It has been six days since I arrived in Delhi, and three since I started my internship at LEAP. After what was the scariest flight of my life I was received in the airport by a friendly driver with whom I communicated with a mix of broken english and sign language as he tried to dodge the Delhi traffic. It was raining that night so the calming smell of damp Delhi and the relatively cool weather tricked me into thinking that the heat was not going to be so terrible after all. He suggested that I watch a couple of Bollywood movies (that may or may not exist according to my investigation), and try some of Delhi’s delicacies. Until then, Delhi seemed a lot less scary than I had envisioned. He drove me to the Habitat where I joined Kristi and Bill, had dinner, and had a good night’s rest.
Since then, the three of us have been getting used to life in Delhi. On Monday we met with our boss Ankit at a posh market called Khan Market nearby the LEAP office. The market has a mix of Western stores and local stores, restaurants, and services. During the past week we tried many restaurants in the market since we could only have lunch there. We had the best Roomali Rolls at Khan Chacha for about $3 US bucks a piece (shoutout to the CASI survival guide that included this place as one of the best places to eat), a delicious first lunch at a fancy North Indian restaurant, and some saucy spicy noodles at Mamagoto. We also tried Ankit’s favorite Momo (they are Nepalese dumplings) place. It was one of those experiences when everything tells us that it might not be such a good idea, but once you take the first bite you immediately know it was a great decision (which was later reaffirmed by us not getting sick). I must admit, however, that I am still getting used to their use of pepper and spices in most dishes. The first time I was unpleasantly surprised was when I took my first sip of a cucumber lemon mint juice that actually tasted like lemonade made with ham water (yes, ham). Yesterday, a similar thing occurred when I ordered a fresh fruit platter that had sprinkled pepper and spices on it that made it very hard to eat. I really hope to get used to this. All in all, our culinary experience in India has been fantastic. I’m sure Bill will treat you to some of his pictures on mouth watering dishes.
The people that we have meet have also been very kind and welcoming to us. We have been lucky to meet people of around our age. Unlike what we thought, they enjoy much of the same things that I like for example. We have been really surprised by their fascination with rock music, el Che, and a more ‘edgy’ and very American lifestyle. Service in India is also very high quality. I have had personalized service while trying to find the perfect Indian outfit that cost me a little under 15 USD. I cannot think of any other place where you would get personalized service for a product of that value. I had always thought of the US as having exceptional Customer Service, but it has now become India without a doubt. I can say with certainty that I haven’t meet a single person that has been rude, unwelcoming or mean.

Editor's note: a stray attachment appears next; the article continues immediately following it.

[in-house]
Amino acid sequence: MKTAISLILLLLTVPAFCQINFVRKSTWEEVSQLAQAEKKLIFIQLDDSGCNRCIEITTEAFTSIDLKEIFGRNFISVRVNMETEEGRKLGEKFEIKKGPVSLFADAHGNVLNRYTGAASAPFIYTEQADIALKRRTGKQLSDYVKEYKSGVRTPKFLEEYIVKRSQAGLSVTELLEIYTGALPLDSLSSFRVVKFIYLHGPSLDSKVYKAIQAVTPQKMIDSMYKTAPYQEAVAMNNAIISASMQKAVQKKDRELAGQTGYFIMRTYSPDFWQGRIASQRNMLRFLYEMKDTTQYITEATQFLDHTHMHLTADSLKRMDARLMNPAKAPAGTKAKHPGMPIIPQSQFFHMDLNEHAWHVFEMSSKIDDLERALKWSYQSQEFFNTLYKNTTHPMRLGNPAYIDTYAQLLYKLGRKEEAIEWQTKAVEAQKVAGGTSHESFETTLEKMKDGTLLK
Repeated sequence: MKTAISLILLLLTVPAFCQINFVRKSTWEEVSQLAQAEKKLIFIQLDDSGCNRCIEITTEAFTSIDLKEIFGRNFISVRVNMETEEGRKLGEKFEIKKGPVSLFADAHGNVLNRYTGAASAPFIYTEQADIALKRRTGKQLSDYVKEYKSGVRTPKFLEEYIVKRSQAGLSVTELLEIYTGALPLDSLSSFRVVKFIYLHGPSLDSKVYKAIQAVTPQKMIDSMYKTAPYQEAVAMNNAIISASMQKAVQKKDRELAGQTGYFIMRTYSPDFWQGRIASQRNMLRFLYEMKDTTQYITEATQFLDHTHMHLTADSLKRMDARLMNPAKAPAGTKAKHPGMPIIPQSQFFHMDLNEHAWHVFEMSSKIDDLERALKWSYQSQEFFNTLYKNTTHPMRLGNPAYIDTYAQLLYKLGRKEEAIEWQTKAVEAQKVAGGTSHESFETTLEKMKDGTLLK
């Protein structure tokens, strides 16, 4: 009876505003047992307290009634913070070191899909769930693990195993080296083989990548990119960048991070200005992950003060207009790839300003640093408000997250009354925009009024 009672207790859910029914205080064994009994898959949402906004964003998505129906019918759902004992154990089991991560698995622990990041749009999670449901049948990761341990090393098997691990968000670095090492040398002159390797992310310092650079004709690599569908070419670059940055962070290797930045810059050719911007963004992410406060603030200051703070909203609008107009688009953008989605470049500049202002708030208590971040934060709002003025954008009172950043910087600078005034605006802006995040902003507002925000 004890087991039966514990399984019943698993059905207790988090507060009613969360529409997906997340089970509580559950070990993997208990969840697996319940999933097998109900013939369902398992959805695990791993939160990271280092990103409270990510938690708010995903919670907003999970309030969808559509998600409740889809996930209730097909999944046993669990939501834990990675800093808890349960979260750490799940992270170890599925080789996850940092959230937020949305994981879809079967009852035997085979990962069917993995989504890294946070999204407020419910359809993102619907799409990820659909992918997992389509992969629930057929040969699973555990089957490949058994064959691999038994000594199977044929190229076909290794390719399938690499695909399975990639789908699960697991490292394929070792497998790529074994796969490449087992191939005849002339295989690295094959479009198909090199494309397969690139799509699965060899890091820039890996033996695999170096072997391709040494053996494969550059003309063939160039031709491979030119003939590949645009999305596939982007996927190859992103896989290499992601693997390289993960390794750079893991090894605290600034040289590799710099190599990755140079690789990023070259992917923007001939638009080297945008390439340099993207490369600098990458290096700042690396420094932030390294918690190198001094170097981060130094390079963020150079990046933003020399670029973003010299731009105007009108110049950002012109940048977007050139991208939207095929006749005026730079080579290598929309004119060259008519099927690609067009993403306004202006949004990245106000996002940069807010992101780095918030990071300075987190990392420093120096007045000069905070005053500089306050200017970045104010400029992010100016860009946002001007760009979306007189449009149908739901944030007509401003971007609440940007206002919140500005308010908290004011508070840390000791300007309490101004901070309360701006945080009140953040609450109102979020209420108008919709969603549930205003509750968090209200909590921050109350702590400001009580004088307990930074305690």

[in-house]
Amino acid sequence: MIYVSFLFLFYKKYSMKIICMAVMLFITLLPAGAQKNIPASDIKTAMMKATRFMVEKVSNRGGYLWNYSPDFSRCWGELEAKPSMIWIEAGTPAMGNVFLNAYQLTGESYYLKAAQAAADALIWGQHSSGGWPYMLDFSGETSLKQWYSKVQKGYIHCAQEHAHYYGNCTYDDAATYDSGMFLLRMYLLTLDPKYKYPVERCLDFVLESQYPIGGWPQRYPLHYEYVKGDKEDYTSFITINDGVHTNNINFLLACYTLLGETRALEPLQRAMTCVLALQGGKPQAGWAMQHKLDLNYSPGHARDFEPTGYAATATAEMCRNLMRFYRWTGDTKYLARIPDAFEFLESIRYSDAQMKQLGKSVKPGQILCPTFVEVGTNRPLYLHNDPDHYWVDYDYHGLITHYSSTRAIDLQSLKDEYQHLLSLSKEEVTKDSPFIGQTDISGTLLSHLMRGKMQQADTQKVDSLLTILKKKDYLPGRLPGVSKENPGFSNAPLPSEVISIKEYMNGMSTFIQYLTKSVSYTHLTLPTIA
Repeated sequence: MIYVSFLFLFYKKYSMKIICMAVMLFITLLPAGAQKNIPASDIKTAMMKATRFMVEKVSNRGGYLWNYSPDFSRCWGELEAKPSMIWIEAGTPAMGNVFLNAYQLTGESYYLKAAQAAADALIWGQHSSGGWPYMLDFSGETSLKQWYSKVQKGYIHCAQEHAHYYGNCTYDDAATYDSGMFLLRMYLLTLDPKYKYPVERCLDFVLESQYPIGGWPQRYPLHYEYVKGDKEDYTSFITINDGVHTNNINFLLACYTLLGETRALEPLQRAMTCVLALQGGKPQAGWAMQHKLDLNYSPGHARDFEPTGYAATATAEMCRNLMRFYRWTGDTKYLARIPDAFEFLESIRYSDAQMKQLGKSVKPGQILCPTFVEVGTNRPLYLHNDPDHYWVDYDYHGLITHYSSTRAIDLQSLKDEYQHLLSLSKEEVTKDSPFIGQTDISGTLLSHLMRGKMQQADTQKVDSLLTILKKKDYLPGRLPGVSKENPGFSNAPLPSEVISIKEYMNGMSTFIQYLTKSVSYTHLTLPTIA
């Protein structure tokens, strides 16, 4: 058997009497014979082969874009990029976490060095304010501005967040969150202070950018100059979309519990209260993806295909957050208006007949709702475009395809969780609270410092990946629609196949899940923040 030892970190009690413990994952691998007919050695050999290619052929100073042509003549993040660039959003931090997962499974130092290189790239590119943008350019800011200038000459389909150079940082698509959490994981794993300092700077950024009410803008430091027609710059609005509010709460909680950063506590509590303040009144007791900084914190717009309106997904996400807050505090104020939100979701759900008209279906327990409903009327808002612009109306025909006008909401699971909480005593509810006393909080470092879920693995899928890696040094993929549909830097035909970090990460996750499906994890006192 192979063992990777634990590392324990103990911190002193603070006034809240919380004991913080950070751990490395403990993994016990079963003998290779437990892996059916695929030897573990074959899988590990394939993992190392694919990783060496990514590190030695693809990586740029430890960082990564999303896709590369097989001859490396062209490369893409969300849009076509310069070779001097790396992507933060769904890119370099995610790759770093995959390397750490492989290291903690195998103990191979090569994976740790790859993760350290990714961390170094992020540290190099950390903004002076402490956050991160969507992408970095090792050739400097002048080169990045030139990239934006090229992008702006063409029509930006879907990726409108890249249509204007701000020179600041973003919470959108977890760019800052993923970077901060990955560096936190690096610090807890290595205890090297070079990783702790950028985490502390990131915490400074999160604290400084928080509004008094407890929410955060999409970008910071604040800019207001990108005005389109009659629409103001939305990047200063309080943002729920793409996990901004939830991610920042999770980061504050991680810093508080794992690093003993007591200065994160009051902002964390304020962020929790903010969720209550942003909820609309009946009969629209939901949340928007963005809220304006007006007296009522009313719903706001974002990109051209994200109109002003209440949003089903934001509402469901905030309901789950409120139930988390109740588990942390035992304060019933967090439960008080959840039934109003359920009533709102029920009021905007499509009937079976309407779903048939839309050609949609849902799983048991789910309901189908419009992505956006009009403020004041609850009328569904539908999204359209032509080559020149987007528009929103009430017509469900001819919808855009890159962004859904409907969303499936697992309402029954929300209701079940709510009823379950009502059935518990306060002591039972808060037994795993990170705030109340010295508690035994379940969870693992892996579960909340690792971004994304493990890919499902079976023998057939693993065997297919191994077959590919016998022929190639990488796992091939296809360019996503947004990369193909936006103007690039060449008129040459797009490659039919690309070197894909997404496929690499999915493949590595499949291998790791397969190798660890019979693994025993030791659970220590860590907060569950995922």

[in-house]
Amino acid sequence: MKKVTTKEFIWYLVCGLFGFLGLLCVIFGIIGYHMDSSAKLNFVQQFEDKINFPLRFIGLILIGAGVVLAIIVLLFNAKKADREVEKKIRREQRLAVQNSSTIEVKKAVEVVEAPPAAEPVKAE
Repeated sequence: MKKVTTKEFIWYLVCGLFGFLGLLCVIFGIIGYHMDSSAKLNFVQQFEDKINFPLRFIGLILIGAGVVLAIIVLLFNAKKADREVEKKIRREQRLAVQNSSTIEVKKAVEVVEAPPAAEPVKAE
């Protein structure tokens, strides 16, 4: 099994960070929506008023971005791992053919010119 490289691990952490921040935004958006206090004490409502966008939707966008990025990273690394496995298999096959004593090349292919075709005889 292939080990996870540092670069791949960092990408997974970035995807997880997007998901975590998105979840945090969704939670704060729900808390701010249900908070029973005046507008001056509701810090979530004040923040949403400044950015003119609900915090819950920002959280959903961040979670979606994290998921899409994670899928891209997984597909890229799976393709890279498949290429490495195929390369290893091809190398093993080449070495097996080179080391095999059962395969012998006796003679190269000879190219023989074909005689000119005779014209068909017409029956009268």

As we have come to see, New Delhi is much like any other big metropolitan city with a little bit of Indian Spice. We have seen a city with typical chain restaurants, efficient public transportation (including a top notch metro system that doesn’t make us miss SEPTA at all!), congested streets where the rule of law is the survival of the fittest, and many historical reliques nested around the city. On the flip side, these chain restaurants serve paneer burgers and indian vegetarian food, women wear very colorful clothes (both western and traditional clothing), and very extreme levels of poverty can been seen everywhere. Despite these differences, New Delhi can be thought of a more chaotic version of New York in India. Old Delhi, however, is much more similar to what we had expected. Narrow and crowded alleys, a hectic pace, and loud noises coming from everywhere. Since this has been the most ‘different’ experience that we have had, I want to leave it for a future blog post so I can describe it in more detail.
I think that in all we had (I speak for the Leap interns) prepared ourselves for an India that was not western at all. We had expected to wear only Indian traditional clothes, use only squat toilets, and eat only Indian food. However our experience has been markedly different and much more cosmopolitan. We are curious to hear from the other CASI interns to see if they have had similar impressions, or if there expectations have really come true. Like Kristi wrote, I too most certainly had many misconceptions about India.